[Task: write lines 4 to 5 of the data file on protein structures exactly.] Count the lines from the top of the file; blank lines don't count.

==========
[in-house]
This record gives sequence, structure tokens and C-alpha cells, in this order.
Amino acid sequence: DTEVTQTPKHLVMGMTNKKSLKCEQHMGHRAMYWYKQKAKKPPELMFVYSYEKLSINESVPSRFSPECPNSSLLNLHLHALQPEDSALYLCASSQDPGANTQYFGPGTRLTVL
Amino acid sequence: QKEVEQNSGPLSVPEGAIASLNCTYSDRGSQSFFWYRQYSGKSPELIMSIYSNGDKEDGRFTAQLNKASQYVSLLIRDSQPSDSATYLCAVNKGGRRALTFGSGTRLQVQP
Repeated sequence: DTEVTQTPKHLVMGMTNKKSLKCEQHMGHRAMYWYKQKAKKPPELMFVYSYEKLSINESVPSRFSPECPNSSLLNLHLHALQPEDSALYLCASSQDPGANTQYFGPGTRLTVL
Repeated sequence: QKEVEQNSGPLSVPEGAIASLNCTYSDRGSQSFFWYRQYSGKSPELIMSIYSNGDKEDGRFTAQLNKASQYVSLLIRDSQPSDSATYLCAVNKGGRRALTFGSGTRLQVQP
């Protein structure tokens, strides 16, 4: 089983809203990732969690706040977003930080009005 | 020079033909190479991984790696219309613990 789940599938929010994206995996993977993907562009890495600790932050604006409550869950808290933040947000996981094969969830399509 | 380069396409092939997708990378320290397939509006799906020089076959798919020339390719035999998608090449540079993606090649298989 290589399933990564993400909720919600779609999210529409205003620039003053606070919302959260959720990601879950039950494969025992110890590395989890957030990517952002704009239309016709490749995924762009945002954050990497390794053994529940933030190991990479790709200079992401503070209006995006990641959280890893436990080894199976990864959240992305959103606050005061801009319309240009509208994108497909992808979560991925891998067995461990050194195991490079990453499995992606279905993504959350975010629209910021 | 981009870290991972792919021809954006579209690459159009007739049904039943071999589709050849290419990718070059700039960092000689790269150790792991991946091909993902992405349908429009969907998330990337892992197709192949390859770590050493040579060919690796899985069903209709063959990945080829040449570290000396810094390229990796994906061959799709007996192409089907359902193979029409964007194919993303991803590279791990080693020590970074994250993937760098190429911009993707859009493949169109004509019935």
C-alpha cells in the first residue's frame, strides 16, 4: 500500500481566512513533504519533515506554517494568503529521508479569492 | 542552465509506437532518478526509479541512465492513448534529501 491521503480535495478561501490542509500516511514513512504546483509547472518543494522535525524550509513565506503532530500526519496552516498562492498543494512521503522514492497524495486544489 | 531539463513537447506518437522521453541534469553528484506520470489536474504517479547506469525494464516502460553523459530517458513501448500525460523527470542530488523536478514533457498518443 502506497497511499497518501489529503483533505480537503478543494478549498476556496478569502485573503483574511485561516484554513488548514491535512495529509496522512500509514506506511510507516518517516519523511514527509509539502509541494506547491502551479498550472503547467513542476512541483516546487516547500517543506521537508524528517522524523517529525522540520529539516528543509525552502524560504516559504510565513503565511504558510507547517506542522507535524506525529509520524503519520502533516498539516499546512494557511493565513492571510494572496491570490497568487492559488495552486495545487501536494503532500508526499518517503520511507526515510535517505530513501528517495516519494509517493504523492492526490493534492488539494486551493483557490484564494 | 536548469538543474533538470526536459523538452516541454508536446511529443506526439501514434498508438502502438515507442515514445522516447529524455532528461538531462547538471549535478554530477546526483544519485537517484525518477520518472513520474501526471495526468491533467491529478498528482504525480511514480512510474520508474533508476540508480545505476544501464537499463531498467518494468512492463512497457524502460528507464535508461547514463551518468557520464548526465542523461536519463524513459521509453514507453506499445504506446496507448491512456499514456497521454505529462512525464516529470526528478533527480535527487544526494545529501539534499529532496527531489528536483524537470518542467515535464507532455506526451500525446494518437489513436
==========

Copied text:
Amino acid sequence: QKEVEQNSGPLSVPEGAIASLNCTYSDRGSQSFFWYRQYSGKSPELIMSIYSNGDKEDGRFTAQLNKASQYVSLLIRDSQPSDSATYLCAVNKGGRRALTFGSGTRLQVQP
Repeated sequence: DTEVTQTPKHLVMGMTNKKSLKCEQHMGHRAMYWYKQKAKKPPELMFVYSYEKLSINESVPSRFSPECPNSSLLNLHLHALQPEDSALYLCASSQDPGANTQYFGPGTRLTVL